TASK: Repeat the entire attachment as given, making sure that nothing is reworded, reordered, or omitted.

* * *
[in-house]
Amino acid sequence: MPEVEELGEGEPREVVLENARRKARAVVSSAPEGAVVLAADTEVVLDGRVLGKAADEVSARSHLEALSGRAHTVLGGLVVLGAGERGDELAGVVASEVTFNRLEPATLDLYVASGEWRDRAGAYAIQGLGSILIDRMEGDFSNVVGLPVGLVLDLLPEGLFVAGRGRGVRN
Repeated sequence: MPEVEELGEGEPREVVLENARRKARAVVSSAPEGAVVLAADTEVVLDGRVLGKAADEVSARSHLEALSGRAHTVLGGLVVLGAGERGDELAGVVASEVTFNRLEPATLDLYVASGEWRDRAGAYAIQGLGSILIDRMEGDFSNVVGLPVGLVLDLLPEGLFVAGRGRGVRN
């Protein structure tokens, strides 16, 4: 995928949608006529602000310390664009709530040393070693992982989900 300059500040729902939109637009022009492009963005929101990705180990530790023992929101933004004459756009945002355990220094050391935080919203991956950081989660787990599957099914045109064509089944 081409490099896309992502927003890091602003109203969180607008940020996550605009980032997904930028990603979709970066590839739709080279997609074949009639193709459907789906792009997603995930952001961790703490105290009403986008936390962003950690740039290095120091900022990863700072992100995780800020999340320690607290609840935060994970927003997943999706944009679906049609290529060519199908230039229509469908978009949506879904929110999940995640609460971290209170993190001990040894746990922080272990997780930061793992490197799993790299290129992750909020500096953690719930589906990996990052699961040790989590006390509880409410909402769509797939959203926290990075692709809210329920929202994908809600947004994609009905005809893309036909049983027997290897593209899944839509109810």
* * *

[in-house]
Amino acid sequence: MPEVEELGEGEPREVVLENARRKARAVVSSAPEGAVVLAADTEVVLDGRVLGKAADEVSARSHLEALSGRAHTVLGGLVVLGAGERGDELAGVVASEVTFNRLEPATLDLYVASGEWRDRAGAYAIQGLGSILIDRMEGDFSNVVGLPVGLVLDLLPEGLFVAGRGRGVRN
Repeated sequence: MPEVEELGEGEPREVVLENARRKARAVVSSAPEGAVVLAADTEVVLDGRVLGKAADEVSARSHLEALSGRAHTVLGGLVVLGAGERGDELAGVVASEVTFNRLEPATLDLYVASGEWRDRAGAYAIQGLGSILIDRMEGDFSNVVGLPVGLVLDLLPEGLFVAGRGRGVRN
């Protein structure tokens, strides 16, 4: 995928949608006529602000310390664009709530040393070693992982989900 300059500040729902939109637009022009492009963005929101990705180990530790023992929101933004004459756009945002355990220094050391935080919203991956950081989660787990599957099914045109064509089944 081409490099896309992502927003890091602003109203969180607008940020996550605009980032997904930028990603979709970066590839739709080279997609074949009639193709459907789906792009997603995930952001961790703490105290009403986008936390962003950690740039290095120091900022990863700072992100995780800020999340320690607290609840935060994970927003997943999706944009679906049609290529060519199908230039229509469908978009949506879904929110999940995640609460971290209170993190001990040894746990922080272990997780930061793992490197799993790299290129992750909020500096953690719930589906990996990052699961040790989590006390509880409410909402769509797939959203926290990075692709809210329920929202994908809600947004994609009905005809893309036909049983027997290897593209899944839509109810």